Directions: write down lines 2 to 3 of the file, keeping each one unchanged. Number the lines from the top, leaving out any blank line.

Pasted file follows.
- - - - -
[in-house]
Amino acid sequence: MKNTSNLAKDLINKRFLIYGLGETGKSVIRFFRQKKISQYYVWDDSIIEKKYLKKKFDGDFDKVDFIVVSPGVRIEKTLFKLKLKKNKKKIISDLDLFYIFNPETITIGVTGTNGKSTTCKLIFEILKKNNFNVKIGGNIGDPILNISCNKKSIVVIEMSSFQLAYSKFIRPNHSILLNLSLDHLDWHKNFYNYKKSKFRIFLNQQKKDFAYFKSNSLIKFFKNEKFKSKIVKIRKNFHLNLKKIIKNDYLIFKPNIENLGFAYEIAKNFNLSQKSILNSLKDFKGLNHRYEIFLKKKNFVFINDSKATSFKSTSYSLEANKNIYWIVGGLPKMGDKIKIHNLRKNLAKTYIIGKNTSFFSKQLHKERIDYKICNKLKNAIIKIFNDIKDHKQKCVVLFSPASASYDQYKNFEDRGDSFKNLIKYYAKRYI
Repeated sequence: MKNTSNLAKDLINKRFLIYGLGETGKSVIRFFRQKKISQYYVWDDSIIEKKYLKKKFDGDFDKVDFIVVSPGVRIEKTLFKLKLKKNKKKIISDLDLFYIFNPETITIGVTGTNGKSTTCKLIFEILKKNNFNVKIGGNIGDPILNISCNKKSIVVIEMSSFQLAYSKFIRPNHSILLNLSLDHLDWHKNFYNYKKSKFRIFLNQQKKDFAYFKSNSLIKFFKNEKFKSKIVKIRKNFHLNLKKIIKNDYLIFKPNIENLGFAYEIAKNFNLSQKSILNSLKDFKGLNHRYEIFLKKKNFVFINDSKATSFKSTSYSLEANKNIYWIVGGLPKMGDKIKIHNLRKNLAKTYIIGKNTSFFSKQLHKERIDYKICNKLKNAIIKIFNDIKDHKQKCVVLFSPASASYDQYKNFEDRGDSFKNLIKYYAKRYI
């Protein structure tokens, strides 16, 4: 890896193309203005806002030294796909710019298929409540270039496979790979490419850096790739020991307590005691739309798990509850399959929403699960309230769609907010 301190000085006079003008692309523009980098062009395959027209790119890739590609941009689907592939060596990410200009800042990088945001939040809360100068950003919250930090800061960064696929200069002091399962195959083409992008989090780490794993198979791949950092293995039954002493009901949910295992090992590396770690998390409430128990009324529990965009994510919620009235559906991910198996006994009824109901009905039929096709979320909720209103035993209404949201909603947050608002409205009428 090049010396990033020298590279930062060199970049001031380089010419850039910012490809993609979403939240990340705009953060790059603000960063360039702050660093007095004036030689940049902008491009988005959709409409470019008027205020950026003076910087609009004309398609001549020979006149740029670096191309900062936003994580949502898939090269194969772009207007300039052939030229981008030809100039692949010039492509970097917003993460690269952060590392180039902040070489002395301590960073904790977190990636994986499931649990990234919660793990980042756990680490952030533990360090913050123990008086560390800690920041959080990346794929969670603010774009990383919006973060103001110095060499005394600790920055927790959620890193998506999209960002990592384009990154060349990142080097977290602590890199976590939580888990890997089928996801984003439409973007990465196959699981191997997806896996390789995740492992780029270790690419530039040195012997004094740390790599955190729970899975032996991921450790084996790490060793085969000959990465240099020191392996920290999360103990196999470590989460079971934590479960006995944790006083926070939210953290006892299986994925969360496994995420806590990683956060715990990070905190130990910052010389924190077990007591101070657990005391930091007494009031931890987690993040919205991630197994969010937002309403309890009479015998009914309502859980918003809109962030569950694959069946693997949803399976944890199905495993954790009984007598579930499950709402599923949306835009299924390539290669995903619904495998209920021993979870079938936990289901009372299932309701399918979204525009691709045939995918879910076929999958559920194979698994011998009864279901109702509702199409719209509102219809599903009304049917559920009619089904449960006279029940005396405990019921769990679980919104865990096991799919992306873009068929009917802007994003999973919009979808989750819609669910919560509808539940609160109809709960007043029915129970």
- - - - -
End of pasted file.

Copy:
Amino acid sequence: MKNTSNLAKDLINKRFLIYGLGETGKSVIRFFRQKKISQYYVWDDSIIEKKYLKKKFDGDFDKVDFIVVSPGVRIEKTLFKLKLKKNKKKIISDLDLFYIFNPETITIGVTGTNGKSTTCKLIFEILKKNNFNVKIGGNIGDPILNISCNKKSIVVIEMSSFQLAYSKFIRPNHSILLNLSLDHLDWHKNFYNYKKSKFRIFLNQQKKDFAYFKSNSLIKFFKNEKFKSKIVKIRKNFHLNLKKIIKNDYLIFKPNIENLGFAYEIAKNFNLSQKSILNSLKDFKGLNHRYEIFLKKKNFVFINDSKATSFKSTSYSLEANKNIYWIVGGLPKMGDKIKIHNLRKNLAKTYIIGKNTSFFSKQLHKERIDYKICNKLKNAIIKIFNDIKDHKQKCVVLFSPASASYDQYKNFEDRGDSFKNLIKYYAKRYI
Repeated sequence: MKNTSNLAKDLINKRFLIYGLGETGKSVIRFFRQKKISQYYVWDDSIIEKKYLKKKFDGDFDKVDFIVVSPGVRIEKTLFKLKLKKNKKKIISDLDLFYIFNPETITIGVTGTNGKSTTCKLIFEILKKNNFNVKIGGNIGDPILNISCNKKSIVVIEMSSFQLAYSKFIRPNHSILLNLSLDHLDWHKNFYNYKKSKFRIFLNQQKKDFAYFKSNSLIKFFKNEKFKSKIVKIRKNFHLNLKKIIKNDYLIFKPNIENLGFAYEIAKNFNLSQKSILNSLKDFKGLNHRYEIFLKKKNFVFINDSKATSFKSTSYSLEANKNIYWIVGGLPKMGDKIKIHNLRKNLAKTYIIGKNTSFFSKQLHKERIDYKICNKLKNAIIKIFNDIKDHKQKCVVLFSPASASYDQYKNFEDRGDSFKNLIKYYAKRYI